Director Steve McQueen’s third movie 12 Years a Slave is based on the autobiography by Solomon Northup (portrayed by Chiwetel Ejiofor). A free black man from New York in 1841 who got abducted by two men who pretending to hire him as a violinist. Very quickly Solomon – now referred to as Platt – gets sold to a slaveowner (Benedict Cumberbatch) and is facing the harsh reality of working as a slave.
Riding on a lot of Oscar buzz 12 Years a Slave had me after a few minutes and after the movie was over I had this rare moment when I realized that I actually really love both frontrunners for best picture at the Oscars (Gravity being the other contender).
The horrible 12 years
Watching 12 Years a Slave I was relieved to know that the title pretty much spoiled the ending because otherwise I would have believed that Solomon for sure was going to die. Especially when things turn from bad to worse with the introduction of Michael Fassbender’s lunatic character the watch gets even tougher.
The story goes on for 2 hours and 20 minutes yet unlike many other movies the execution is spot on. The movie shocks you and never lets you go. When the ending is finally coming it feels like a lifetime has passed – in a good way.
A classic Oscar movie – not done the Oscar way
On paper this movie might fall under the category “Oscar-bait”. Just another of those “important movies” based on a true story, tackling a serious subject and leaving the audience in a miserable mood when it’s over. Well the final part is still true.
But everything about 12 Years a Slave defies Oscar-expectations. In the hands of a more conventional director it might have turned into exactly that sort of movie. But the direction here is the thing that changes everything.
Director Steve McQueen has made two movies before this one: Shame (2011) and Hunger (2008). I haven’t seen either of them but I already knew about McQueen’s reputation from people who sat through his first two movies. And after watching the trailer it was clear that 12 Years a Slave was not going to be an easy watch – nor should it be (and since friends who have seen both his other movies assured me that this movie was the most rewatchable of McQueen’s movies I am now truly afraid to see Shame).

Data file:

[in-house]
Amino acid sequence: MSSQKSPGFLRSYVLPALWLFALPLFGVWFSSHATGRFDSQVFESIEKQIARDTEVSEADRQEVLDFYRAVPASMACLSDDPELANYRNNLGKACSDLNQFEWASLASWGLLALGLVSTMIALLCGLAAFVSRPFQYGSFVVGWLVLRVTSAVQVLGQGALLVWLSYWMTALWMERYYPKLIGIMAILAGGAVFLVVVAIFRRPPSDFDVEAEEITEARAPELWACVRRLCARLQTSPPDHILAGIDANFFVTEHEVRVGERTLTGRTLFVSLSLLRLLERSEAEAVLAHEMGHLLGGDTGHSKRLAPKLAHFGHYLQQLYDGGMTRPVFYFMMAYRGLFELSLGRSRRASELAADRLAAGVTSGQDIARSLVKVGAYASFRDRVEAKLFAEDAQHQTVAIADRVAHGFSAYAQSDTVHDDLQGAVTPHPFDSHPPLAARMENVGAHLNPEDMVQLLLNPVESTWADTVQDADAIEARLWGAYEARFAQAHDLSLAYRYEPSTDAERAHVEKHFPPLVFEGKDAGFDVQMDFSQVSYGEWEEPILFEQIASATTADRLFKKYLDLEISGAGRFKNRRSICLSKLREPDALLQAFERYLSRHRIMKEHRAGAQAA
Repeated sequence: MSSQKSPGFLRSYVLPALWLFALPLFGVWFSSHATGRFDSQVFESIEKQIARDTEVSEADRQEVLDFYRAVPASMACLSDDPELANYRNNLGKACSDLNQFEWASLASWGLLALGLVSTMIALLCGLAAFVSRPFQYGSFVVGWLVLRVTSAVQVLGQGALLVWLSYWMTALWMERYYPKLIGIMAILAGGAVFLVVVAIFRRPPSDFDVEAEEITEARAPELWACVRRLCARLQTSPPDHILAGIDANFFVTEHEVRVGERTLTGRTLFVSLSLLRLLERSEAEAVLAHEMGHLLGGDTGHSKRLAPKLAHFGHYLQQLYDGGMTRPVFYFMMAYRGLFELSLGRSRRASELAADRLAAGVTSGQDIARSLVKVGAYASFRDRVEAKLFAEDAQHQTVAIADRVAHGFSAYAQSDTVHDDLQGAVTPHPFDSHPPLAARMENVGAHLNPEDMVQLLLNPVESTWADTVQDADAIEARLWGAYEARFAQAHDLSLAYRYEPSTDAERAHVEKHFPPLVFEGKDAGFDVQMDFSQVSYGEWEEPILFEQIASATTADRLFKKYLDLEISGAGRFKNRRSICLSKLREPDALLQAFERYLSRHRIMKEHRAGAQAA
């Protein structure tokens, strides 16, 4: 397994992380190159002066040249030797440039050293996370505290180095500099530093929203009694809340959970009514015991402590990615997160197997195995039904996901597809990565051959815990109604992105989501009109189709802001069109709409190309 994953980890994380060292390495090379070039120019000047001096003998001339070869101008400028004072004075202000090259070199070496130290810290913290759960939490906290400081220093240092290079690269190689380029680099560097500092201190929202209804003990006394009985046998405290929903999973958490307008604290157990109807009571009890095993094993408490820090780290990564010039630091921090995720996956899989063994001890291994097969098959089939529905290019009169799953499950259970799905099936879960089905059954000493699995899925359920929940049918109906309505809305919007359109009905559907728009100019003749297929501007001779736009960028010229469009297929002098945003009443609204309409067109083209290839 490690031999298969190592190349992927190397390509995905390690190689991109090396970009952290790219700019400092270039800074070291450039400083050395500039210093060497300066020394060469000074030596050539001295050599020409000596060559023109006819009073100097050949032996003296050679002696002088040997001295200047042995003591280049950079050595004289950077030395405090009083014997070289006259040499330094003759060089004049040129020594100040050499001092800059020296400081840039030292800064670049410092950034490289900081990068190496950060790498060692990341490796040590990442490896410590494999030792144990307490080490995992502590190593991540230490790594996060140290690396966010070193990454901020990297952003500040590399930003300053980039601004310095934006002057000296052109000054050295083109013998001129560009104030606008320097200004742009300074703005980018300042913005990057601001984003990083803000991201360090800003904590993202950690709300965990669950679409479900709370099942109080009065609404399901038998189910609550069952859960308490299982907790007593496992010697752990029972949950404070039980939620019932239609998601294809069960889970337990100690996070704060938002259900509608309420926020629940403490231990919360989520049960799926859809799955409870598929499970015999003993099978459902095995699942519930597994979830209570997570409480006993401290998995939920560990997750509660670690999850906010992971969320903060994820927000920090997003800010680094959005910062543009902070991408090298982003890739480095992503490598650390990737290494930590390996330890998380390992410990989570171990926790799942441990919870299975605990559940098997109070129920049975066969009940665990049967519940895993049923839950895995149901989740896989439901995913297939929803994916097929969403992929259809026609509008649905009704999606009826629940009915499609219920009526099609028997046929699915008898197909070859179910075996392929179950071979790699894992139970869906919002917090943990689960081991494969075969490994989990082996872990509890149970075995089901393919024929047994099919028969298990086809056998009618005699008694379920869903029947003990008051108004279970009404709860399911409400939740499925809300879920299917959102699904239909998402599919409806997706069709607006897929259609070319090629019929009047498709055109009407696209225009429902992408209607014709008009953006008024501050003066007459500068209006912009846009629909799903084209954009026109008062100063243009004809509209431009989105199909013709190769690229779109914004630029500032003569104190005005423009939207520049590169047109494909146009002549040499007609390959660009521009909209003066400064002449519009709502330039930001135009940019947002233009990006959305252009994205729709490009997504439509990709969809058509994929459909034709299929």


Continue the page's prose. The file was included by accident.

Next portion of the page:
Whether it is the horrifyingly perfect whipping scene or the depressing mood that is felt thorough it is clear that this is not the glorified great important movie where all the edges have been taken off for maximum appeal. Despite all the importance and Oscar-buzz the movie feels incredibly intimate.
The conflicts are never simplified and the characters are actual 3dimenstional characters. Whether it is Cumberbatch’s nice but cowardly owner or Fassbender’s maniac performance. It is very refreshing to see Cumberbatch in a “normal” after all the Sherlock and Khan he has given us recently. Lupita Nyong’o’s performance is definitely deserving all the Oscar buzz.
Now I am curious about Dallas Buyers Club because how amazing can Matthew McConaughey’s performance be to steal the spotlight from Chiwetel Ejiofor?
It should be noted that the entire acting department is incredible. Aside from a cameo by Brad Pitt which reminds you of Aldo the Apache from Inglourious Basterds there is no real misstep. A special final mention goes to Sarah Paulson’s who portrays Fassbender’s vile wife.
Everyone feels believable and never delve into caricature territory.
12 Years a Slave is an incredible piece of work – tough to watch and not for everyone. Stuffed with top performances and filled with layered characers the movie is one of the best movies out this year and deserves every piece of recognition it gets. After watching 12 Years a Slave one can only smile even more at Tarantino’s statements about freeing the slaves.
P.S.: After this movie I really felt the urge to rewatch last year’s Lincoln seeing it as a sequel to 12 Years a Slave. The movie is such a tough watch that some uplifting Spielberg is probably the best thing to go along with it.
P.P.S.: Hans Zimmer’s score really was lazy as hell.